Schneider had a huge network they had what I’d say is , nearly a hundred--over a hundred different instances of an ERP transaction system. I’ll--be it through maybe acquisitions and stuff and they literally could not stick that all together. They didn’t want to wait for the,you know, the endless journey to get to a single instance. They said the transaction systems are separate, the planning that we need to do needs to be on you know, on a--agnostic to the ERP that stitches all together and so what they did is came to Kinaxis and we stitched together all those ERP transaction systems. Allows them to run a global ERP across their suppliers, across their customers, across this really complex, you know, desire to get a network of a hundred and some ERP systems and now they don’t have to wait for all that consolidation to occur. They can still work on the ERP consolidation from a transaction benefit but from a planning perspective, they now can have access across their network and that has a big benefit to them, leveraging suppliers, leveraging capacity, leveraging you know, inventory and sales orders and such. Now, they can make what they deem as much better decisions on margin, much better decisions on you know, where best to place some of their assets.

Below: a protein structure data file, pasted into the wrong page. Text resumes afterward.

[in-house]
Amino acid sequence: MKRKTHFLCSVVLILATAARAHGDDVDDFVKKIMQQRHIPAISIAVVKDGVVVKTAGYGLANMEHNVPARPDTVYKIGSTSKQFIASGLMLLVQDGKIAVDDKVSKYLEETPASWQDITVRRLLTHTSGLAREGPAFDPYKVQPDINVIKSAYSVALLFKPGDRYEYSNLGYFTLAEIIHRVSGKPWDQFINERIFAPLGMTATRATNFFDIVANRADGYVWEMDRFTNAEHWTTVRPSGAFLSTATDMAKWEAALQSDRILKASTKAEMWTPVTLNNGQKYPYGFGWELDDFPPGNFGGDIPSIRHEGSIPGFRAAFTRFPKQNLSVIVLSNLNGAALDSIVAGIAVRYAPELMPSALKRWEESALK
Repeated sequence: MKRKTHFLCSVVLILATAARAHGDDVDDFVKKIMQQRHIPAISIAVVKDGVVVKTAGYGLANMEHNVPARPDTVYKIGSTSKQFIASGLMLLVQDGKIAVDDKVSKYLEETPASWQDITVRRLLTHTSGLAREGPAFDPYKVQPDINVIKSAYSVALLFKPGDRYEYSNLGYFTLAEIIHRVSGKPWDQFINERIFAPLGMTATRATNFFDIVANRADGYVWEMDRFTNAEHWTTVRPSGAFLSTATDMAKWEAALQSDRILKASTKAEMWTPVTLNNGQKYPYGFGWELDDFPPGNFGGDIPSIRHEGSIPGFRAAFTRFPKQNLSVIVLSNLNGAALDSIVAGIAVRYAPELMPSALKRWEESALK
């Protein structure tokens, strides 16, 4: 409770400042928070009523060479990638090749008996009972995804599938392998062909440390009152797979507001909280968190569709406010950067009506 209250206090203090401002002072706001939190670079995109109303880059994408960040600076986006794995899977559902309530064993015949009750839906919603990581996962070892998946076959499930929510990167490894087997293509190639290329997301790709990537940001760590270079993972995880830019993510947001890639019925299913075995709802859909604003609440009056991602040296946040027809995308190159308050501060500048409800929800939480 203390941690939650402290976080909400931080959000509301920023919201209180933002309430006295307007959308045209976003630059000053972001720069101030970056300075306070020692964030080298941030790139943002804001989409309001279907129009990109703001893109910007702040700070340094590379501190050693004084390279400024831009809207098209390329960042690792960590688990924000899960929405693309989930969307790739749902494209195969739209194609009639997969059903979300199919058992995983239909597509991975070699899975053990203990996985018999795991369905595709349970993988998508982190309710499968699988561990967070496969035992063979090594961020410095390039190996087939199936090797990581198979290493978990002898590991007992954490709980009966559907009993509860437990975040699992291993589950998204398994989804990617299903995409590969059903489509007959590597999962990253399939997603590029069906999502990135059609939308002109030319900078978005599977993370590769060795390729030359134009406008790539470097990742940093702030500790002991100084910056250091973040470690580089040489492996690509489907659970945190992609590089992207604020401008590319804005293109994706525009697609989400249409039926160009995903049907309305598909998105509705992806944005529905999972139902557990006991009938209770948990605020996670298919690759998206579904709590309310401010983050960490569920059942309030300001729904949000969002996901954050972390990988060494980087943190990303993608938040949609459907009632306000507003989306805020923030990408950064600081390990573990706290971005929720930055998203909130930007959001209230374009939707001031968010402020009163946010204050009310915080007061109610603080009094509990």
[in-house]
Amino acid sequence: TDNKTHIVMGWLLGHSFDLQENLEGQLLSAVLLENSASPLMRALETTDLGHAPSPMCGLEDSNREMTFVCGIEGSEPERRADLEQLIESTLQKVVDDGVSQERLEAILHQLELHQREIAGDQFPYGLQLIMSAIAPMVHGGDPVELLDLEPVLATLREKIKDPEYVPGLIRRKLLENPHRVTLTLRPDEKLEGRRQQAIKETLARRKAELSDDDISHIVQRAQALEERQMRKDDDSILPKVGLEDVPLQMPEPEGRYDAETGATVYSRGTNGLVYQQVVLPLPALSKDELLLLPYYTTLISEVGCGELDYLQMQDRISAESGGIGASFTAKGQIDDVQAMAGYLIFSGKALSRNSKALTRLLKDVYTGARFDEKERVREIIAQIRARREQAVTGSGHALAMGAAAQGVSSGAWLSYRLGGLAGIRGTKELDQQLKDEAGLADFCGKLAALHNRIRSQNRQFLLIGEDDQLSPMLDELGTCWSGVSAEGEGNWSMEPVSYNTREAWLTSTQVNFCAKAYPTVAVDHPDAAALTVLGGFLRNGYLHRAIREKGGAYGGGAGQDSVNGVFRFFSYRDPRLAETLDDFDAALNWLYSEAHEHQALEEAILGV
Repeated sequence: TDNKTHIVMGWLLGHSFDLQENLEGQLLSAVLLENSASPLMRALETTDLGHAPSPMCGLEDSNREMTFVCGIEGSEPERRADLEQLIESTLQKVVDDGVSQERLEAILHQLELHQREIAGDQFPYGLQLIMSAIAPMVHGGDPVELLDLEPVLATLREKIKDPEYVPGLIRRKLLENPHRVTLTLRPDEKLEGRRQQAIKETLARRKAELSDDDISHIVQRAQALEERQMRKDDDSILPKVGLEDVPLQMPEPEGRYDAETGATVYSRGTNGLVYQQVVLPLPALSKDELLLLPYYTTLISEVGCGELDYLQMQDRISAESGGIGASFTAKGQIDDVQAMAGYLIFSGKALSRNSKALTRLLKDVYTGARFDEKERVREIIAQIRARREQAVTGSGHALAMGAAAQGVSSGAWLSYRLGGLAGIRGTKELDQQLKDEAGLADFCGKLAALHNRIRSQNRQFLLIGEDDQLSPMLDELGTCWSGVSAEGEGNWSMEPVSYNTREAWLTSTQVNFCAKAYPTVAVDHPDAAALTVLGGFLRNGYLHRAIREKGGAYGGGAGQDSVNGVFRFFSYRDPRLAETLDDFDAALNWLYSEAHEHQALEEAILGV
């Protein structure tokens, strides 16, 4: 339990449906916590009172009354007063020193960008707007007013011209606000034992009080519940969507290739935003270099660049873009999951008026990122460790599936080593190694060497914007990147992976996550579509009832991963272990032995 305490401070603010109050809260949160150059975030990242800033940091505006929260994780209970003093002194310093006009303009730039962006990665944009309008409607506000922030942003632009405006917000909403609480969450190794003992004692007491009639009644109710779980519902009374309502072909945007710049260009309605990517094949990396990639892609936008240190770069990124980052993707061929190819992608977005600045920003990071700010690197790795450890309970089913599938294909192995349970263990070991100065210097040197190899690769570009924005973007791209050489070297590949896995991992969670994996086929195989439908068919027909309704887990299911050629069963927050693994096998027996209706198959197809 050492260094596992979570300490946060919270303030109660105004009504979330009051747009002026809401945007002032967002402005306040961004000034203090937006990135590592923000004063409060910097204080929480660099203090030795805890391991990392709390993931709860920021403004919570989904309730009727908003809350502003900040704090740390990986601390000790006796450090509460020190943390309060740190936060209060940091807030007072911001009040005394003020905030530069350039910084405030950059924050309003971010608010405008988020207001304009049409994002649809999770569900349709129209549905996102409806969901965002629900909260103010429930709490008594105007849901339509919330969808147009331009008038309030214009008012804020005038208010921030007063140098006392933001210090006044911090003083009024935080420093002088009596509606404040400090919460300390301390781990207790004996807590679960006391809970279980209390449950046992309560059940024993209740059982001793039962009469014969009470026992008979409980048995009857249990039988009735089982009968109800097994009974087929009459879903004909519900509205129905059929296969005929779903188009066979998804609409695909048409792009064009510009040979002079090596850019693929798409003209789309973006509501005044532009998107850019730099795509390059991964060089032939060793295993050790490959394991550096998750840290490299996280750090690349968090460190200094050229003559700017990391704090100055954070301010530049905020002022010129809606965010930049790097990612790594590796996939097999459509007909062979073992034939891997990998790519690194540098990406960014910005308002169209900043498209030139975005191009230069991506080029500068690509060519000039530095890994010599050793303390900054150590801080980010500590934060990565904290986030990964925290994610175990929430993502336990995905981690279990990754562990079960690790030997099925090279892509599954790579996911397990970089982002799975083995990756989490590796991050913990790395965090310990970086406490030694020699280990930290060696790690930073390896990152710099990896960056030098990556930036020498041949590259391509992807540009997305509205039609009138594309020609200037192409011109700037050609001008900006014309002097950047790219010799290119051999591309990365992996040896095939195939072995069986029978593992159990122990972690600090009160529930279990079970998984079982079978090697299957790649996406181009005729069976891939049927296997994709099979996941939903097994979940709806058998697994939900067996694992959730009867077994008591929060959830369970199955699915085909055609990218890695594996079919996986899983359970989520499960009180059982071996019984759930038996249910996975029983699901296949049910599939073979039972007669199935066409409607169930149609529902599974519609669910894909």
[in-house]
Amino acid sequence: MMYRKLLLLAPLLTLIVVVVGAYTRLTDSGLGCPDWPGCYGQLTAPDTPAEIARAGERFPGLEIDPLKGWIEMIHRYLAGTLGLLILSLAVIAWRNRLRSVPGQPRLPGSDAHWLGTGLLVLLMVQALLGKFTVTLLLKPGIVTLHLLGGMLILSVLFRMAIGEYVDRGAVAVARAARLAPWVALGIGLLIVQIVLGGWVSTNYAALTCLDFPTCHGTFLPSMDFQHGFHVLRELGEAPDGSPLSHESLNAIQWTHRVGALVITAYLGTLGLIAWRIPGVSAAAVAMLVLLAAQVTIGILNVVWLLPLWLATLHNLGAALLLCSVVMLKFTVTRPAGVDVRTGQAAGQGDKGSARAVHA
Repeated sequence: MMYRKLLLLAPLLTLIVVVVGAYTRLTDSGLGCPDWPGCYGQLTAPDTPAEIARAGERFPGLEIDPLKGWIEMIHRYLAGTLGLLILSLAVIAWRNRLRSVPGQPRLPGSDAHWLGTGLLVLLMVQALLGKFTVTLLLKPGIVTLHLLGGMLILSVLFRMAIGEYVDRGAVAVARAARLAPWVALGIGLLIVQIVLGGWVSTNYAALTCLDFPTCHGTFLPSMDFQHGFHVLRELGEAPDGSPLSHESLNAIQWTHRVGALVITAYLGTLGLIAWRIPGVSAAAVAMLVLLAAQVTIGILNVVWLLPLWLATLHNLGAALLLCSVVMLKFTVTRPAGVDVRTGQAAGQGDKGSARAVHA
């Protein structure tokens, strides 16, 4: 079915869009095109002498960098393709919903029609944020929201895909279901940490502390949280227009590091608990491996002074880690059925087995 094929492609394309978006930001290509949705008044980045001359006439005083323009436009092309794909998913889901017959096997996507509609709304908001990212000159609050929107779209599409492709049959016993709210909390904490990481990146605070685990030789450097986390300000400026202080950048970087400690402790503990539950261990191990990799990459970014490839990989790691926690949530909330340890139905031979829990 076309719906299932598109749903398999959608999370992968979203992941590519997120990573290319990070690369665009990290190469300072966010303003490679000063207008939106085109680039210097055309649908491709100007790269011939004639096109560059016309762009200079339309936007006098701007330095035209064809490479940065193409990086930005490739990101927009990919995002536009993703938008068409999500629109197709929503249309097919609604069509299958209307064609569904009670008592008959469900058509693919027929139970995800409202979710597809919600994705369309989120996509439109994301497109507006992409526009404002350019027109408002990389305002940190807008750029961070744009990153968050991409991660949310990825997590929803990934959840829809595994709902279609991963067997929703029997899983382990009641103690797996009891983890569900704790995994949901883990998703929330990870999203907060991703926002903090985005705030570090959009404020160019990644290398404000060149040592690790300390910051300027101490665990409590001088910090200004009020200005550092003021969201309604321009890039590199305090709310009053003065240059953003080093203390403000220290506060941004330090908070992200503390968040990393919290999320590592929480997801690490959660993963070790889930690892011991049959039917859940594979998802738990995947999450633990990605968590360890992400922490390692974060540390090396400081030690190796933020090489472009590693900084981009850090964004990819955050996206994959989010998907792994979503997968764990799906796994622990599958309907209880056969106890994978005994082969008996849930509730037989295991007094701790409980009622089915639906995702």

About Charles Wehlage

 

 

Charles Wehlage.jpg

 

Charles Wehlage

VIce President, Industry Advisor, Kinaxis